Tuesday, March 23, 2010

Dr Wadan Narsey Threats Over Population Stats

Posted by Pacific in the Media, March 23, 2010

The economics professor, Wadan Narsey, has a told a New Zealand media team that he's been threatened over his demographics paper, which shows the Indo-Fijian population is dropping dramaticlly.


Narsey is quoted in the Michael Field interview as saying "It is big news because it sharply reduces the ethnicity factor in Fijian elections."

The USP professor says his paper (see the Coupfourpointfive story on the Narsey population statistics in older posts) has been banned in Fiji but has been circulated elsewhere.

"The censors won't allow it," he told Field from Suva. "I hope I don't get taken in, they have rung me and threatened me."

He insisted on his right to discuss data of major significance. "If you want to live life like a human being, you have to live it. If we cannot do the things that are our responsibility then we are not fulfilling our responsibilities as teachers and elders."

In the paper, Dr Narsey said Fiji is going through a "population revolution".

Data now available from the 2007 Census indicated that by 2027 Indo-Fijians will make up just 26 percent of the population, while indigenous Fijians will count for around 70 percent.

The data showed that while higher emigration was a factor, there was also a dramatic fall in Indo-Fijian fertility.

Dr Narsey said for more than 50 years the racial balance has been Fiji's "politically explosive issue".

The issue was behind all four of Fiji's coups between 1987 and 2006.

Commodore Bainimarama was trying by decree to create a multi-racial electoral system, but Dr Narsey said the numbers show that indigenous government is inevitable.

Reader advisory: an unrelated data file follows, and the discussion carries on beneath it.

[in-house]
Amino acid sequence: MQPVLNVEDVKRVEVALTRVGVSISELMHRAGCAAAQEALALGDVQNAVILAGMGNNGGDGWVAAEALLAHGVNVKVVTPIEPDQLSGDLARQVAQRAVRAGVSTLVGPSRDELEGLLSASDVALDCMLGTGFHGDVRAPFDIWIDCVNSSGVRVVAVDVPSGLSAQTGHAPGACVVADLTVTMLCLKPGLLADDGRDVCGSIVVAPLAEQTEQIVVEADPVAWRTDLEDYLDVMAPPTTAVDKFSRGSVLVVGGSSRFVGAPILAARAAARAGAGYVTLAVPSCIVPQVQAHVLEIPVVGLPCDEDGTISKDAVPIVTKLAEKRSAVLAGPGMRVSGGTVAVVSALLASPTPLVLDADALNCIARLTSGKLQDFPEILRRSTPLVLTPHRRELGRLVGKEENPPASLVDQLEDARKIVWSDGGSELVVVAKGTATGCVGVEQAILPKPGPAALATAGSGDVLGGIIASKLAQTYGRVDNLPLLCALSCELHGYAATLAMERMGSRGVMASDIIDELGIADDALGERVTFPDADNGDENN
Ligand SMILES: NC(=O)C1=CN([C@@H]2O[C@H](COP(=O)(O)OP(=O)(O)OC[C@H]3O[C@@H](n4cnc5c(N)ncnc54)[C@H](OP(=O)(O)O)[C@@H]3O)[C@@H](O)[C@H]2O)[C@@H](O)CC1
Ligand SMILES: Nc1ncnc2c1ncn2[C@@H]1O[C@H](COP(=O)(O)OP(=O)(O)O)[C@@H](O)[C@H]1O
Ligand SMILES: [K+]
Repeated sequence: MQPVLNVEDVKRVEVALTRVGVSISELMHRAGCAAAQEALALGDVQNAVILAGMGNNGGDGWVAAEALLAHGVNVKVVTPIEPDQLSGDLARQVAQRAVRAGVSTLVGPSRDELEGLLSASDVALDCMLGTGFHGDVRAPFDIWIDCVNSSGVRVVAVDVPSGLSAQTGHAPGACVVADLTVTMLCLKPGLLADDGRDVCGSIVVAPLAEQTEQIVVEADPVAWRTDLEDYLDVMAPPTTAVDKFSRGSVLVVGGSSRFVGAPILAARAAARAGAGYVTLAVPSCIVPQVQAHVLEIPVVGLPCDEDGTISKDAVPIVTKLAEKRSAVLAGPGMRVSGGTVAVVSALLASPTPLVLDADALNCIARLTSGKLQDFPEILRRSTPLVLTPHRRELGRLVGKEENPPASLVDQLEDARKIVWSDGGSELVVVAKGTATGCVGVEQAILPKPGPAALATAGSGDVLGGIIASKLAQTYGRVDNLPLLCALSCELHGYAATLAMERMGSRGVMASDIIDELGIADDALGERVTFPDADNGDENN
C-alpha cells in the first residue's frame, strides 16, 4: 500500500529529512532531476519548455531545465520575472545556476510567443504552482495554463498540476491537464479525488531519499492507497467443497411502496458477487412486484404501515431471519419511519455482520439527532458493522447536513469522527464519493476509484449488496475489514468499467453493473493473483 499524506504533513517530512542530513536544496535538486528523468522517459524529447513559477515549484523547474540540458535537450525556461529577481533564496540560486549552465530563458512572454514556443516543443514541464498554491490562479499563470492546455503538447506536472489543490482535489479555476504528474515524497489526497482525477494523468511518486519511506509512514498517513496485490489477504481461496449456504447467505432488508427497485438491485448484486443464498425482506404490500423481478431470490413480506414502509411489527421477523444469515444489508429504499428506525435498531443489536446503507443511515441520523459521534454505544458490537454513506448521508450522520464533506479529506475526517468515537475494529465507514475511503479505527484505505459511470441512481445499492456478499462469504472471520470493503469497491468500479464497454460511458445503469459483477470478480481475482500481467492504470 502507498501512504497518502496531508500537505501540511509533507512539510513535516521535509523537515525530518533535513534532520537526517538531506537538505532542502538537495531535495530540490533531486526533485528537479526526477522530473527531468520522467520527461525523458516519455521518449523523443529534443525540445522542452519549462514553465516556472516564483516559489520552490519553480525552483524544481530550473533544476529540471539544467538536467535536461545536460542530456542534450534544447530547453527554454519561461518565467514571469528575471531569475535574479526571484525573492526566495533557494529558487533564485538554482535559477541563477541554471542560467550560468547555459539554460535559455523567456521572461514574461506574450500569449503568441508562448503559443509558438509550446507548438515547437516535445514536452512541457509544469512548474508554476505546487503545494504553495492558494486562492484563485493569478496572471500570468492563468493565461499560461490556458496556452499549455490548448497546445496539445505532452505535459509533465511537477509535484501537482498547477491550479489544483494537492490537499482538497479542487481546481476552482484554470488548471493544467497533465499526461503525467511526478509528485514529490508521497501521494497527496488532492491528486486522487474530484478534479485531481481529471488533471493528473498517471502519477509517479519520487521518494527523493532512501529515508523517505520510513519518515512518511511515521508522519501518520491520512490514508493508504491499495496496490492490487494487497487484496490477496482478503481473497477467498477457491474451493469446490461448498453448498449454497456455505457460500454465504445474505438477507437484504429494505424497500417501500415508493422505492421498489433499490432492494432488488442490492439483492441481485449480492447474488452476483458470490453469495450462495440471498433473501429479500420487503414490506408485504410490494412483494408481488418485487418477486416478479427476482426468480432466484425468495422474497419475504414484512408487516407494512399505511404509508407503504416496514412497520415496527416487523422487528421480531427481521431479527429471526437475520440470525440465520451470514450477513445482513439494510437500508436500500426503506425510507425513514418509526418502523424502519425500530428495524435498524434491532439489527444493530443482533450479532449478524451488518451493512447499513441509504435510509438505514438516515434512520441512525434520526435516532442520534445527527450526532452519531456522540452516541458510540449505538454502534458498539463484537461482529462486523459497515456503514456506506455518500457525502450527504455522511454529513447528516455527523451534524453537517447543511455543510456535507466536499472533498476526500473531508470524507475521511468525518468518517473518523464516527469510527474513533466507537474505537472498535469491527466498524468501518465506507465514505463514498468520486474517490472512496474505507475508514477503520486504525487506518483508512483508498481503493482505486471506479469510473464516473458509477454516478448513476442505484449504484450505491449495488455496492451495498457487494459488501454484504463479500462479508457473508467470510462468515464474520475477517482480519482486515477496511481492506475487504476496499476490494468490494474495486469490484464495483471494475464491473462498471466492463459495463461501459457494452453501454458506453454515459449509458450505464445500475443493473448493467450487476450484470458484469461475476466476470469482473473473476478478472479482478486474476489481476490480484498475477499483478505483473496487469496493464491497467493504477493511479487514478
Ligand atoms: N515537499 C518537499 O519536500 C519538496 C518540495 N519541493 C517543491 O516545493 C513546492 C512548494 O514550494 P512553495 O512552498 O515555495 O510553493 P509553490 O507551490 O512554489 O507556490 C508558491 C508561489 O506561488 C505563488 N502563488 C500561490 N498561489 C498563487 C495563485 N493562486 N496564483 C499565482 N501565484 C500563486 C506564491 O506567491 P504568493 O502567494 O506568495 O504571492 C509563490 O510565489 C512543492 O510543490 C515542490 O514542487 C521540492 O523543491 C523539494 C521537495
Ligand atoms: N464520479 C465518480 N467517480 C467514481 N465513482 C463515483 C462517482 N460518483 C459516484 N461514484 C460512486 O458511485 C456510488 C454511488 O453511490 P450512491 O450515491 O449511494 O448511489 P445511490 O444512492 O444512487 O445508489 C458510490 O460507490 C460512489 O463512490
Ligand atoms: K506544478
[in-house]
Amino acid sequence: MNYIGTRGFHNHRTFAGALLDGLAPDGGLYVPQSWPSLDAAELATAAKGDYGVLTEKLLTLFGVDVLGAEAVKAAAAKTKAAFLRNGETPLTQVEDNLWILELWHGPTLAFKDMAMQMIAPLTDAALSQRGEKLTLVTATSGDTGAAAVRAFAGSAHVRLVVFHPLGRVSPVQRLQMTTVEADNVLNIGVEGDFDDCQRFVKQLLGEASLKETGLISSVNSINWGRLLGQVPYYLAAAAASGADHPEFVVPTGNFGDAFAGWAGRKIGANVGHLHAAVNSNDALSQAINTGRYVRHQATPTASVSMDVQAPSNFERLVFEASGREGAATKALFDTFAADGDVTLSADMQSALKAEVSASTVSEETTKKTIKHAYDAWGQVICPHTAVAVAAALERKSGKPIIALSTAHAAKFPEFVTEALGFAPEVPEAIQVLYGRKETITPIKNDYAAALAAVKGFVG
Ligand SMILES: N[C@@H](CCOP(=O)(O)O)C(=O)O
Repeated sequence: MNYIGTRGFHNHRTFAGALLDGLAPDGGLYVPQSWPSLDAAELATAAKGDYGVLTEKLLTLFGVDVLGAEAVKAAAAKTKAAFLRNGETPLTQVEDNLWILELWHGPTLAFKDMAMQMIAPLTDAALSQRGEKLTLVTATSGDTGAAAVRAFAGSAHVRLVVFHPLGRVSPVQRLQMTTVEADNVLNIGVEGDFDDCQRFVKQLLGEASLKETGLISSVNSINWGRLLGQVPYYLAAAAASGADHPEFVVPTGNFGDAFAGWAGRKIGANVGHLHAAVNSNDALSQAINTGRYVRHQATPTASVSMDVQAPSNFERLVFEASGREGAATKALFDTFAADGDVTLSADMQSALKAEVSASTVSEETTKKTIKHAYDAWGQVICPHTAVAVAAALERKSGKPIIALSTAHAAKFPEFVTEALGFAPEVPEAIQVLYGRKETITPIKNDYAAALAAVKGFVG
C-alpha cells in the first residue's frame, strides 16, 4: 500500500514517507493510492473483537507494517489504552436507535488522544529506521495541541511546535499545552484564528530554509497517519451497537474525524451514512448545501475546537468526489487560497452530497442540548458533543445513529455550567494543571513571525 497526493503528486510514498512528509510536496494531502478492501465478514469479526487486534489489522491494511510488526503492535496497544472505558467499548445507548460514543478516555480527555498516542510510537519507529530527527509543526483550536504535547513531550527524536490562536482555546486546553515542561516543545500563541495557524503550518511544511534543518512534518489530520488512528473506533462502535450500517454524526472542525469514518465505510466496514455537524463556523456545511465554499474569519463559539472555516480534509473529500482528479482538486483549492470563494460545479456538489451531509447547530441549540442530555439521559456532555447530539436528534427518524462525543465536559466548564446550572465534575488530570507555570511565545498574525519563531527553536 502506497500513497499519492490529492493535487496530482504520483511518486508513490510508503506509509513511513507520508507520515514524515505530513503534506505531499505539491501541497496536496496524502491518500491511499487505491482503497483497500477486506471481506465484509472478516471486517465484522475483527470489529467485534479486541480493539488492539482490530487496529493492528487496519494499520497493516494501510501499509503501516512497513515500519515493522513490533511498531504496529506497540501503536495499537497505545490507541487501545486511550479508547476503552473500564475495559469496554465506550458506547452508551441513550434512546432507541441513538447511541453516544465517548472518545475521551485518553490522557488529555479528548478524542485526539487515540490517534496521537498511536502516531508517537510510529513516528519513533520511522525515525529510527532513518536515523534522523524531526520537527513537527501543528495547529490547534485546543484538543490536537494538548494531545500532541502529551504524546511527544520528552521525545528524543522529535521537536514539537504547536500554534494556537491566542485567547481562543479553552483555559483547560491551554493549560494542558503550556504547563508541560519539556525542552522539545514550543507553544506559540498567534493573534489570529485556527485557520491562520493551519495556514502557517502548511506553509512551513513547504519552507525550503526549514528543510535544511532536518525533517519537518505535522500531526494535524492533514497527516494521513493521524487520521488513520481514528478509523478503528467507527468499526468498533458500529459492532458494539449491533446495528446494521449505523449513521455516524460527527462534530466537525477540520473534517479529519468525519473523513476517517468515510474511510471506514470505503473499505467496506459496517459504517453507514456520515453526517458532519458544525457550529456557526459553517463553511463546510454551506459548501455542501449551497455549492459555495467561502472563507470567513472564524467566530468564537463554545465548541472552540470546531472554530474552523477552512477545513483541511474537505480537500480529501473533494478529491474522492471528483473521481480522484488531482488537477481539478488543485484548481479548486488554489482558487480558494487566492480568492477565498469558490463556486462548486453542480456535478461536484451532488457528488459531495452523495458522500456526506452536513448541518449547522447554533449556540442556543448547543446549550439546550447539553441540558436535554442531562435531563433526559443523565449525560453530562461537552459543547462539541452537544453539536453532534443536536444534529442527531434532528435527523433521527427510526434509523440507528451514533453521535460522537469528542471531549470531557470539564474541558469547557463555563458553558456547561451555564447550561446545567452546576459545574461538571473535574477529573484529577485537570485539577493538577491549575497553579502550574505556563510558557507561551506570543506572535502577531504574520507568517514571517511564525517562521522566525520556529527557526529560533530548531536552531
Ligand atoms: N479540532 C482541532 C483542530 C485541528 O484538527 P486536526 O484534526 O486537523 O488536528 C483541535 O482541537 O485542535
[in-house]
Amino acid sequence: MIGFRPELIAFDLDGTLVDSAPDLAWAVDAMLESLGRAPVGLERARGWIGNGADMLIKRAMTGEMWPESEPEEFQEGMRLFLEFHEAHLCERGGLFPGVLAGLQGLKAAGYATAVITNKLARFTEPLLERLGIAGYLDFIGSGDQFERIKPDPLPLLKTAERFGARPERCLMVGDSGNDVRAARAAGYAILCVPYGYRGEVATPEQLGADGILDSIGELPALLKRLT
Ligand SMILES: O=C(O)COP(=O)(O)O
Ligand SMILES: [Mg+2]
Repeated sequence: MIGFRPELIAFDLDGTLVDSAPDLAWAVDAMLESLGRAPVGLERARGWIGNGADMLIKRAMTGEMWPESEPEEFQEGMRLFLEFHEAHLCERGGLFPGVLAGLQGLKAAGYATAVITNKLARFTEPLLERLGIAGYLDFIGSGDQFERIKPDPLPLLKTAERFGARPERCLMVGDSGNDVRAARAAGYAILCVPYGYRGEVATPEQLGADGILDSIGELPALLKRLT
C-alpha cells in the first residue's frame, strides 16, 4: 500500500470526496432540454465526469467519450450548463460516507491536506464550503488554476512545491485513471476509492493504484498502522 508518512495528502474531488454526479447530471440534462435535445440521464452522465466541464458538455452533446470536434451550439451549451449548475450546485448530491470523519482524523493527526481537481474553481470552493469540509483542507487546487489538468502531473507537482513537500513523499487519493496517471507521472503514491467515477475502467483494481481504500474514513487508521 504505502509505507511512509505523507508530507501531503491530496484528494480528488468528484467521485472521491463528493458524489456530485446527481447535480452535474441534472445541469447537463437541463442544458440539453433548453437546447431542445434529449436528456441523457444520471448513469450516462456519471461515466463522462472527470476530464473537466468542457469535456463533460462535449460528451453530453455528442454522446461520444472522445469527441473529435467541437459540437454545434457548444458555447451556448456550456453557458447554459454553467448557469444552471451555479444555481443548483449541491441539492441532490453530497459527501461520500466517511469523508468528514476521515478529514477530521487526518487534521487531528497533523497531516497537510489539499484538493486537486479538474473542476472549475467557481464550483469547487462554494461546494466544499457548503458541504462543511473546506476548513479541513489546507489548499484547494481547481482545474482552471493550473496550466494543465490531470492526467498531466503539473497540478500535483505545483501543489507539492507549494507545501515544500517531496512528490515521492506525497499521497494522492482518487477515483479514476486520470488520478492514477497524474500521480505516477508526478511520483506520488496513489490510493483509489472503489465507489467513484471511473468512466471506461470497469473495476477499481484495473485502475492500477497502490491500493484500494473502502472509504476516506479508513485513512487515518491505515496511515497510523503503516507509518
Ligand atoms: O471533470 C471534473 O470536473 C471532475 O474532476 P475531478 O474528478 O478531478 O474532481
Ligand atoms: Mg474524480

The birth rate among the Indo-Fijian population is now around two children per woman, while the Fijian rate is three.

Dr Narsey speculated that indigenous leaders have been pressing on village communities to have big families for electoral advantage, while Indo-Fijians have gone the other way because of flexibility when trying to emigrate.

In education the population change was "remarkable and potentially revolutionary" with a mjaority of indigenous Fijian in Hindu schools.

"It's a remarkable change, and they are fundamental changes taking place out in the country... it is going to have some marvellous impact on multi racialism in the country, much more so than these silly military decrees."

Emigration had affected the Indo.Fijian population. "We are losing all of our intelligentsia ... anybody who is bright and had get-up-and-go, has gone. What we have left is pretty much intellectually rudderless."

He said it was sad for people like him who had seen virtually everyone of his generation leave. "You find you are in a social vacuum."

But, he said, he did not plan on leaving: "this is where I belong... fortunately my wife agrees with me."

The community's core value remained in distant cities. "It is an astonishing thing to me; they are recreating little Fijis wherever they go. However much people may classify us as Indians, we are as far apart from them as Martians. They are becoming even more Indo-Fijian than here." -Stuff



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